Apple gets a lot of things right, but doesn’t seem to want to get this: The company is refusing to embrace the new world of remote work in favor of its own somewhat inflexible hybrid working policy. Does it want to keep its employees?
Where has the puck been?
Apple, above most companies, should know that there really is no point looking to where the puck has been; you have to head toward where it is going.
The company’s focus on privacy and security across its platforms shows it knows exactly where that is — distributed, highly flexible, agile work environments where collaboration takes place across borders, time zones, and languages.
Zoom’s decision to purchase Kite and its in-meeting language translation AI shows it is building for that future — placing it once again way ahead of FaceTime.
The problem is that while building some of the future for everybody else’s workplace, Apple seems to want to return to the pre-pandemic status quo at home. The company’s announced intention to support hybrid working models also insists on attendance in the office three days a week, ostensibly to boost a culture of collaboration.
Many staff have protested that this plan is inflexible and urged the company to adopt a more modern approach to the future of work. Apple doesn’t seem to want to listen.
“We believe that in-person collaboration is essential to our culture and our future,” Deirdre O’Brien, senior vice president of retail and people, said in a video recording, according to The Verge.
She argues that the base of Apple’s success reflects work that has taken place under old workplace models. In other words, Apple is looking at where the puck has already been.
Where the puck is going
No one can predict the future, but we can make good guesses about it based on the direction of travel. While it’s true that many businesses and governments are attempting to force employees back to the office even though the pandemic isn’t truly over, it’s also true that for many — though by no means all — the Pandora’s box of how much better a work/life balance can be and how personal autonomy drives feelings of well-being and productivity has been opened.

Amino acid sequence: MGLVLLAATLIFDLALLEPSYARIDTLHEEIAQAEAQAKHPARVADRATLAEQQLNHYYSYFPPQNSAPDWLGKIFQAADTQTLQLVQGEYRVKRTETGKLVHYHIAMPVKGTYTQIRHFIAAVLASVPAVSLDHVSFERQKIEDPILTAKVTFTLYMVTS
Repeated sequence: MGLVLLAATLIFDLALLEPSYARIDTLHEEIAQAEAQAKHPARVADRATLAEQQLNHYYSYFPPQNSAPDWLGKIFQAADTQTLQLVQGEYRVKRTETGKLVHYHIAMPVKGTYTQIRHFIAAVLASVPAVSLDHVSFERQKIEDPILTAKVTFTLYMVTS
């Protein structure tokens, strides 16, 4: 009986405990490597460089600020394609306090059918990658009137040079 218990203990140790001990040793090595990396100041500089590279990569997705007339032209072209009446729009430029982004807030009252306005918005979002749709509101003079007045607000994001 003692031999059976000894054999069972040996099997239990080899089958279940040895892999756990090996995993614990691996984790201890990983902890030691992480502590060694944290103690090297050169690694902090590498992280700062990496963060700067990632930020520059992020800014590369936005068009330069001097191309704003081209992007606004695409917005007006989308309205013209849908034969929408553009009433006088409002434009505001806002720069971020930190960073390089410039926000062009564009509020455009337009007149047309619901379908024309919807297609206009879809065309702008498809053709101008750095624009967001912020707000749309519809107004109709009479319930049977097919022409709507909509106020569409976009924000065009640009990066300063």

The pandemic drove tens of millions of workers from across the planet back to their homes, and while some businesses stumbled, many, including Apple, thrived.
Making slightly autocratic demands for presence so soon after workers have proved their loyalty, commitment, and determination to achieve business success merely on the off chance of a creative conversation round the water fountain is ill reward, many will feel.
So where does the puck go on this?
Apple, as must any company insisting on a return to a normal that no longer seems desirable, should expect its staff to vote with their feet. That’s going to mean an exodus of talents shifting their Cupertino connection to work for other firms more prepared to permit agile working habits. This will be great news for the many companies with an interest in tech that have announced their intention to support fully remote, or autonomously hybrid workplace models.
Where will that puck land?
What this may mean is a slight renaissance across the tech industry as some of the world’s best staff, most of whom joined Apple to do their best work, suddenly begin attempting to deliver the best of themselves outside the company.
Because doing so is best for them. It also means recruitment agencies will be digging deep to tempt existing Apple employees to work at companies more willing to embrace fully remote working practice. Many of those they touch may be workers who would never have considered looking elsewhere before, such is and was their loyalty to the iPhone company.
Recruiters will be rubbing their hands with glee at the prospect of substantial sign-up bonuses for some of these staff.
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